Bringing Visibility to the word “Abortion”

By: John Armstrong

What are your thoughts on Abortion? is it easy to talk about? Is it considered to be a social problem? Or wait, maybe we should include it in films! Think about it for a minute.

I bring this topic up because of a recent film I had watched called, ‘Obvious Child’ a 2014 comedy, drama film directed by Gillian Robespierre.Donna Stern an aspirant comedian, in her everyday life as a female in her twenties provides sufficient enough material for her brand of humor. Related imageWhen Donna is on stage you learn in the film that she is unapologetic-ally herself as she jokes pretty much about her personal life. Topics so personal that she even speaks about her sex life with her boyfriend and as raw as her day-old underwear.

Without giving away too much of the movie, I believe the filmmakers were trying to accomplish a film that would describe a social issue that is hard to talk about. This comedy, drama film treats abortion with care while never really leaning to one side of the spectrum or the other politically wise. On a Comedic level it is on par with a lot of straight up comedies, but it separates itself by having true moments of drama specifically the drastic news of her possibly having to enter parenthood.

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7 Responses to Bringing Visibility to the word “Abortion”

  1. This is a really interesting combo– abortion and comedy. I would have never paired the two. But then again, it reminds me of a great film I recently watched which is a comedy about a child abduction, so I suppose nothing is off limits. I think I will read into this one a little more because it sounds pretty unique. Talking about hard-to-digest social issues through comedy can be effective, so I’m curious how this plays out.

  2. mediaphiles says:

    I think you bring up a really interesting point about the power of humor to get us to talk about subjects that are difficult or often avoided. Similar to Jenny Slate, who plays Donna in this film as you’ve noted, Aziz Ansari is dealing with “hard to talk about” subjects on his show, Master of None. I think really great comedians are starting to recognize a certain responsibility they have to use their talent to push viewers to engage with easily avoidable conversations.

    – Lydia Geisel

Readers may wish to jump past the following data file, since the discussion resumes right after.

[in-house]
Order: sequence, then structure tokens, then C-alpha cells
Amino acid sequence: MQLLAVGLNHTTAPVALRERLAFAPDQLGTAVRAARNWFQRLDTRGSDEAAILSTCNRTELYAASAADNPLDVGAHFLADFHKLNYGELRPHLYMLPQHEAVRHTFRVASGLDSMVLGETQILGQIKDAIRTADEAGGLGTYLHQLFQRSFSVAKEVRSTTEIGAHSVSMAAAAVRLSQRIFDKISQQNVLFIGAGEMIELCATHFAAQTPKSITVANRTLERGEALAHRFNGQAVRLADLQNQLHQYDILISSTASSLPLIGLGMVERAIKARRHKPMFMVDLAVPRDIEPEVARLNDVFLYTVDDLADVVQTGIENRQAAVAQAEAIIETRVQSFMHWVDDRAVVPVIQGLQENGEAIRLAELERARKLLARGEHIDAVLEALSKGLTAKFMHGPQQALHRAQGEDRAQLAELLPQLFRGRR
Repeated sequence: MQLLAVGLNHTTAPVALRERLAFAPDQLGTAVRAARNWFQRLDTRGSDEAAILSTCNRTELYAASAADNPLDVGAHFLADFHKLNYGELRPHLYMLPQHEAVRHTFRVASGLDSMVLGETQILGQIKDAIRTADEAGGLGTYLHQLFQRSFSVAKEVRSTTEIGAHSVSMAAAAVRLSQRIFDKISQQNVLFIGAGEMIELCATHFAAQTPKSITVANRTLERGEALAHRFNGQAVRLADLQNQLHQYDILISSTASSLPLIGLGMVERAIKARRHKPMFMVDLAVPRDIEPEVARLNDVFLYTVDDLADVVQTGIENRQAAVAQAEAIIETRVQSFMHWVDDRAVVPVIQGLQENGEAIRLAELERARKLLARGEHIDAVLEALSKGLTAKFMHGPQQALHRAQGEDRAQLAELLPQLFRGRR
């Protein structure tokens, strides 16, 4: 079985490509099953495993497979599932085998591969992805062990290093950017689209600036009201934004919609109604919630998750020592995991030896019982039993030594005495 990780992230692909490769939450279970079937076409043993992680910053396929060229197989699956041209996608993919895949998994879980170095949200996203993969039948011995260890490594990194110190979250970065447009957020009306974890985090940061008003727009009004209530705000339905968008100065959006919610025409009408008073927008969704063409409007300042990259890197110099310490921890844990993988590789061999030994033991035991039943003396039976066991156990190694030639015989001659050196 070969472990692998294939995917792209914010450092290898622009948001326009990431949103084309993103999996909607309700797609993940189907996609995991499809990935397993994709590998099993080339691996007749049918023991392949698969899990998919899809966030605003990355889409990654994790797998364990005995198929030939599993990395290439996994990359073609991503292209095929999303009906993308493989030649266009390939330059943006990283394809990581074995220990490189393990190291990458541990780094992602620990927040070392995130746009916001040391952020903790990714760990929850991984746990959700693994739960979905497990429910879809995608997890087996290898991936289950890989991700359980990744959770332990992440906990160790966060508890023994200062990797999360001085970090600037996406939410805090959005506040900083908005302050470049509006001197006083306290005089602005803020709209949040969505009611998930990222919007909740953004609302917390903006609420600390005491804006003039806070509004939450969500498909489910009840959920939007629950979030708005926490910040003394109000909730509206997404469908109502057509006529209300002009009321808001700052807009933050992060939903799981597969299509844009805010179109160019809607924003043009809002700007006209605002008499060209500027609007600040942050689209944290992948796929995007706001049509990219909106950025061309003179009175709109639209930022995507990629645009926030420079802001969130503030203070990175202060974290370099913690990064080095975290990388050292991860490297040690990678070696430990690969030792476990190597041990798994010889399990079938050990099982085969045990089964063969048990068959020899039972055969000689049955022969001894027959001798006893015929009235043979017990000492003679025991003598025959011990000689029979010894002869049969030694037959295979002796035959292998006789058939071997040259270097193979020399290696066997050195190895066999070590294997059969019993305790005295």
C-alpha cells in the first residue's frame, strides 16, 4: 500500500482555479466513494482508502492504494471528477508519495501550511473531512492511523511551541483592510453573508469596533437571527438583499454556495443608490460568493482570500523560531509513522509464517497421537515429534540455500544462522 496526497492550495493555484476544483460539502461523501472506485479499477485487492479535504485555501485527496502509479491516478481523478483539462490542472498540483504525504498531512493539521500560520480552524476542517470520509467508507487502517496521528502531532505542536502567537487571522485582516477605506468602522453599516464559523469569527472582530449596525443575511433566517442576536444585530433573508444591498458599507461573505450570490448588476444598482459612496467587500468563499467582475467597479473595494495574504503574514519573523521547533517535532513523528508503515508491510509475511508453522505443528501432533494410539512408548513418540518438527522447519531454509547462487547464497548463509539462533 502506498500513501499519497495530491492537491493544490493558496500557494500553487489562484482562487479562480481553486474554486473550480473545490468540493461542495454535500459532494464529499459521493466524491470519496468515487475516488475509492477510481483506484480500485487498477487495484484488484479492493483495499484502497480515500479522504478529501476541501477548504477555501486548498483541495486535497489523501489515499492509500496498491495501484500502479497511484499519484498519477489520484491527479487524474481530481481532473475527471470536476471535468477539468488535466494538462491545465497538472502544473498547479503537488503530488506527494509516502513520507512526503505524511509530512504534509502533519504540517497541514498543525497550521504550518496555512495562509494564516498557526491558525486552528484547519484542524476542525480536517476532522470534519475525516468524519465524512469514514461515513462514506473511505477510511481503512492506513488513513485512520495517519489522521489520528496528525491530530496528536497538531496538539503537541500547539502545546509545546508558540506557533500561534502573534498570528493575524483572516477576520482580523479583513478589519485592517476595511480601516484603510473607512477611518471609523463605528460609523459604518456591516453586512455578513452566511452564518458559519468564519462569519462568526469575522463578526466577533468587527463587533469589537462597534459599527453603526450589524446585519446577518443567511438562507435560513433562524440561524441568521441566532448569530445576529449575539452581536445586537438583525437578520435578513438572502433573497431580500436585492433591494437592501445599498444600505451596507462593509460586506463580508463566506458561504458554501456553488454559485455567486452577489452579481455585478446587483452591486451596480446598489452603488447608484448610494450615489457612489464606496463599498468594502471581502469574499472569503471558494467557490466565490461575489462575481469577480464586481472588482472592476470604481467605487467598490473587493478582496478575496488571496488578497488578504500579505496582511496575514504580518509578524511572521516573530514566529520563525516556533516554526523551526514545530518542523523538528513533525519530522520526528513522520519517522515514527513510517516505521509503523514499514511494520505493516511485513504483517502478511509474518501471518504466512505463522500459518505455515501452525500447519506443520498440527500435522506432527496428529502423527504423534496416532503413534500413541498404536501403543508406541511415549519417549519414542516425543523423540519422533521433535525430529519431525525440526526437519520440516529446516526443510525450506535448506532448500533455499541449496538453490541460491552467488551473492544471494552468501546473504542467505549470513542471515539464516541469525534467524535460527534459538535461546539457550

3. mediaphiles says:

    I think its impressive to make film about huge social issues that stays politically neutral on the topic. I guess that’s the magic of comedy- its universal and brings people together. I’m really interested to see how this film balances the comedy aspect with such a heavy social issue.

    -Kendra Thornton

  4. mediaphiles says:

    I think it is a great way to bring up a controversial topic, i just think that you have to watch the approach taken. Sometimes these concepts are presented very one sided and cause problems. Just as I talked last week in my blog about animation controversy. When done right I think it is a great avenue to get people to talk on uncomfortable subjects. At the end of the day I think we will never agree on an answer on how we as people feel. It creates a divide between different sexes and religion. I wonder how the reviews on this film would be if a guy was talking about it in a comedic way.
    -Dez Wortham

  5. mediaphiles says:

    I really enjoyed this film when I watched it. Mixing comedy and a sensitive issue such as abortion is a really interesting approach to the matter. Though this film received some controversy, this is beneficial because (like Dez said) it is a way for people to bring it up good or bad. Some directors tend to shy away from portraying topics similar to this one, but the director executed it in a way that (at least to me) is light-hearted and funny while also going more in-depth about the struggle of having to make such a difficult decision.

    -Shelby Halliman

  6. mediaphiles says:

    John, I found this film to be extremely interesting, especially since it outlined something that my father always taught me about comedy- it is a way to bring light to very difficult situations. It was also extremely refreshing to see the way that Jenny Slate handled the difficulties that she was facing, and the ways in which she utilized comedy to deal with it (in certain circumstances, almost as a coping mechanism). It was also interesting that this film is a comedy, but does follow the theme that we discussed in “Film Festivals”, of festivals having a more serious tone. Thank you!

    – Luke Dellorso

  7. mediaphiles says:

    Your review intrigued me to the point where I want to watch this film this weekend. I do not know if you have seen Juno, but what you said above reminds me of it in some way. Juno had some comedic elements and made talking about teen pregnancy easier and more light-hearted while still discussing something that can be hard at times. I can definitely see the overlap of the two and am excited to see the similarities!

    -Maddie Turner

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